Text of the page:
Sara Landreth can only marvel at the absurdity of her situation.
She has a PhD in English literature. She has been hired to teach English literature to Canada's budding scholars. Yet her application for immigration will not be processed unless she submits to a $280 English language test, thanks to a ministerial instruction signed by Citizenship and Immigration Minister Jason Kenney last month.
"It certainly strikes me as ridiculous and a bit ludicrous," Dr. Landreth said. "The irony of someone who's immigrating to Canada to teach English being asked to take an English test is probably not lost on most people."
It might seem no more than a bureaucratic hassle, but critics say the decision runs roughshod over immigration law, which states that applicants don't have to write the test if they can provide other evidence, in writing, of their proficiency in an official language. In response, the Department of Citizenship and Immigration said that in the past, written submissions had to be evaluated by immigration officers; an independently administered test will help prevent fraud and ensure a fair and transparent method of evaluation, a spokeswoman said.
Dr. Landreth, 30, has a tenure-track position at the University of Ottawa, where she has worked for the last year on a temporary permit. She is American by birth and moved to Canada after finishing her PhD at New York University. Her husband, James Brooke-Smith, a British citizen who also holds a PhD in English literature, has been working as a lecturer in Ottawa and will also have to take the test.
"What struck me was the complete inflexibility, that there's just no way I can waive this," she said. "That there was no clause for professional capabilities or mother tongue seemed very strange. The reality is it just creates unnecessary red tape."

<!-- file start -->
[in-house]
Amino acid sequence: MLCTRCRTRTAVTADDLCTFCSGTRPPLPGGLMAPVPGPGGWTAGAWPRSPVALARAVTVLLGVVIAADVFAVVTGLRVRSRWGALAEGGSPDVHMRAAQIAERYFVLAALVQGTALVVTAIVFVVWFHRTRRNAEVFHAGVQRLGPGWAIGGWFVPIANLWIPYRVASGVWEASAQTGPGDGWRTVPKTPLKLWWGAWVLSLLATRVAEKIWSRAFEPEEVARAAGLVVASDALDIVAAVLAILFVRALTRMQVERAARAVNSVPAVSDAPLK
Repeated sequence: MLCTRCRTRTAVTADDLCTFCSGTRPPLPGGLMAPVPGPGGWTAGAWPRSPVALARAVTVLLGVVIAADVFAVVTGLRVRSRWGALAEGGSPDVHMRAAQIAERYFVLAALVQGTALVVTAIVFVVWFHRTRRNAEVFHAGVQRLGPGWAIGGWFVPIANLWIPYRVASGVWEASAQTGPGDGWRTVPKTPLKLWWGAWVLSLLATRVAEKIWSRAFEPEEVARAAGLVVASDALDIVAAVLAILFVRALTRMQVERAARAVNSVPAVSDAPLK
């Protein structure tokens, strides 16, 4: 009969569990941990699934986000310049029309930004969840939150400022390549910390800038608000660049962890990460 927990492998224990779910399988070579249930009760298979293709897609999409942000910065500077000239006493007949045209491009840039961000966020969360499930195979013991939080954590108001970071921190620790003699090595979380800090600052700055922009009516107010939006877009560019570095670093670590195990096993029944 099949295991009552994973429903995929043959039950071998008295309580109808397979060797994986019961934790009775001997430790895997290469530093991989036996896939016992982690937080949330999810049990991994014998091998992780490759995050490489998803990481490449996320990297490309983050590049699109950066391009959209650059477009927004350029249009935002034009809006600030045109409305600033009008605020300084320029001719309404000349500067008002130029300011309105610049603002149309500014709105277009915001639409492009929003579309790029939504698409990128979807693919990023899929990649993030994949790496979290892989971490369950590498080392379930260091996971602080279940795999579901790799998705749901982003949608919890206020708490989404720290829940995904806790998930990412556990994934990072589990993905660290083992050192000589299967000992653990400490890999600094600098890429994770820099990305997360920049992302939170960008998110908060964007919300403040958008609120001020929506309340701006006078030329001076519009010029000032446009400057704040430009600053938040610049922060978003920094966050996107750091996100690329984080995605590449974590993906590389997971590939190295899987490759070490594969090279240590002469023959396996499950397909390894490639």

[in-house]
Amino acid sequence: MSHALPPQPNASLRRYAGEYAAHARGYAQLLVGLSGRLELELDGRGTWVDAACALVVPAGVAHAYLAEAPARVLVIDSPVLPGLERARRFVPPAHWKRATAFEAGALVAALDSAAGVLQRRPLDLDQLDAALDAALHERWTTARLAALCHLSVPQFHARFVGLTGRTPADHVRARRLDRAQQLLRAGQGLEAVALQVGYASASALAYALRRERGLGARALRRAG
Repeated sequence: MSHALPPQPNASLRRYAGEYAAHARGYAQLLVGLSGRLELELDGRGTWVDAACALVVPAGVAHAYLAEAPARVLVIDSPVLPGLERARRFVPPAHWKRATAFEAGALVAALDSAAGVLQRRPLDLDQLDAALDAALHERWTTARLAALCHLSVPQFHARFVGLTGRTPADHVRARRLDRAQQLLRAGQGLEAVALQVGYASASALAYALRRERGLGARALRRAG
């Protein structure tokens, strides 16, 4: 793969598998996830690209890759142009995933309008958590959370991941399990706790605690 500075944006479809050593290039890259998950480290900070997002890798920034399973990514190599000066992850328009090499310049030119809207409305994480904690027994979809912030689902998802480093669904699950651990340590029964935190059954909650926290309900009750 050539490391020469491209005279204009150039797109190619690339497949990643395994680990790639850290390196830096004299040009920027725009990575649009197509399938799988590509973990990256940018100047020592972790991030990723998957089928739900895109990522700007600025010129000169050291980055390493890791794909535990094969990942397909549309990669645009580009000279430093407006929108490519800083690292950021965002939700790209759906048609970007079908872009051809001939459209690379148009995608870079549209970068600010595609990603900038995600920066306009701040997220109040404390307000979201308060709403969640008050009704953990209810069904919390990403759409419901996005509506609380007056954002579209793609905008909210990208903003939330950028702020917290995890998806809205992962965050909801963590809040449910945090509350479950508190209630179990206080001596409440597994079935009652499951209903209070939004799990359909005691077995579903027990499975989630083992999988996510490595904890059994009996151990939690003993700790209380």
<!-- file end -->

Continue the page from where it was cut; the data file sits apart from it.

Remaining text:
David Matas, an immigration lawyer in Winnipeg, said what disturbs him about the change is the way it was enacted. Section 79 of the regulations of the Immigration and Refugee Protection Act states that skilled worker applicants may choose to submit to a language test or provide written evidence of their proficiency. Last month, Mr. Kenney issued a ministerial instruction, effective immediately, that said only applicants who write a test will be considered.
"What he's doing is taking a power over processing and using it, in effect, to amend the law," Mr. Matas said. "Frankly [it]gives me a good deal of concern and isn't just about language testing or immigration. It's the sort of power that, if accepted, would wreak havoc with all our laws."
He went so far as to call it an abuse of the system. "If it goes without comment, I think we're just going to see more and more of it, not just in this field but in others," Mr. Matas added.
Toronto lawyer Cathryn Sawicki has launched a legal challenge to the new rules in Federal Court.
Mr. Kenney referred questions on Wednesday to Kelli Fraser, a departmental spokeswoman, who said the change was made through ministerial instruction to speed processing before a formal regulation change is enacted.
Ms. Fraser said that, in making the decision, the government referred to research that found official language literacy had a significant impact on immigrant earnings, and that where literacy matched that of Canadian-born citizens, there was almost no gap in earnings for immigrants. Since non-native English or French speakers often used the documentation option, visa officers found it difficult to assess their abilities, Ms. Fraser said.
"We felt that going to a language test option was the most fair, transparent, objective, consistent and accurate way to evaluate different applicants' language skills," she said.